The truth is that there has been more mystery in the last 32 days of the National League Central Division race than there has been in the last 32 years of national political conventions. The only attraction for this week: Rep. Paul Ryan's national TV debut. There was a time, of course, when a political convention was the very opposite of what we will see the Republicans do this week and the Democrats next week. It was only 60 years ago that a party gathered with no real idea of its nominee and eventually needed more than one ballot to decide.
But hold it: I actually just typed, without apparent shame, the phrase "only 60 years ago," in reference to the three ballots it required the Democrats to deliver their 1952 presidential nomination to Adlai Stevenson. What other institution besides American politics has made a meaningless process the centerpiece of its activity for six decades?
To be sure, presidential candidates have used national political conventions to introduce big concepts. Franklin D. Roosevelt did that in 1932 with the New Deal, and John F. Kennedy did it in 1960 with the New Frontier. That was 80 years ago and 52 years ago, respectively. Is Ford still selling the Model B? Is General Motors still pushing the Chevrolet Bel Air four-door sedan?
Time for a makeover, which is why the Democrats (and, because of storm threats, the Republicans, too) have shorn one day off their proceedings, to the great relief of all Americans, or at least to the few who are paying attention to these sorts of things.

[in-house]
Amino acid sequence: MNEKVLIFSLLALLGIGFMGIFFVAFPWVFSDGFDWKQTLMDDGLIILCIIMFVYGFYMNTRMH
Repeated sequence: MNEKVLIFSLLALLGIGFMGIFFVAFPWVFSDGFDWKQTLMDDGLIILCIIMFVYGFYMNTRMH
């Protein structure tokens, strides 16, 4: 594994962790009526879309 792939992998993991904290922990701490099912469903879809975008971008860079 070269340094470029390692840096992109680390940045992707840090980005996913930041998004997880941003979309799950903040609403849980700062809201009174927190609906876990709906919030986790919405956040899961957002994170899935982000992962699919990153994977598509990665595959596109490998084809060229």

The bureaucrats need to release their stranglehold on the conventions and to recognize that the portraits in faux unity that these events project alienate rather than allure viewers. (They need, too, to answer one of the fundamental, enduring questions in American politics: Why do people wear stupid hats at conventions?) That said, there may be some redeeming features of these events, and one of them is a fast-disappearing feature of American life: the ritual.
"Individuals have always used ceremonies to mark significant passages in their lives: christenings, bar mitzvahs, graduations, weddings, funerals," the Columbia University historian Alan Brinkley wrote in an essay about the meaning of political conventions. "Nations need ceremonies to mark the course of their lives too. And conventions are among the few ceremonies Americans have ever had (perhaps the only one they have now) to celebrate the process of politics and to make it seem an activity worthy of attention and concern."
Fair enough. The convention remains part of our politics because there always is the chance that no candidate will be the clear winner of the primary and caucus process and a means of adjudicating an impasse may be necessary. And an acceptance speech is one of the established set-pieces of American democracy, a chance (almost always foregone, but a chance nonetheless) to shape the American conversation. Those may be enough to make the political convention deserve to survive. But if these conventions are worth salvaging, then surely they are worth changing. The year 2016 would be a good time to start. Happy days will then be here again.
David M. Shribman is executive editor of the Post-Gazette (firstname.lastname@example.org, 412-263-1890).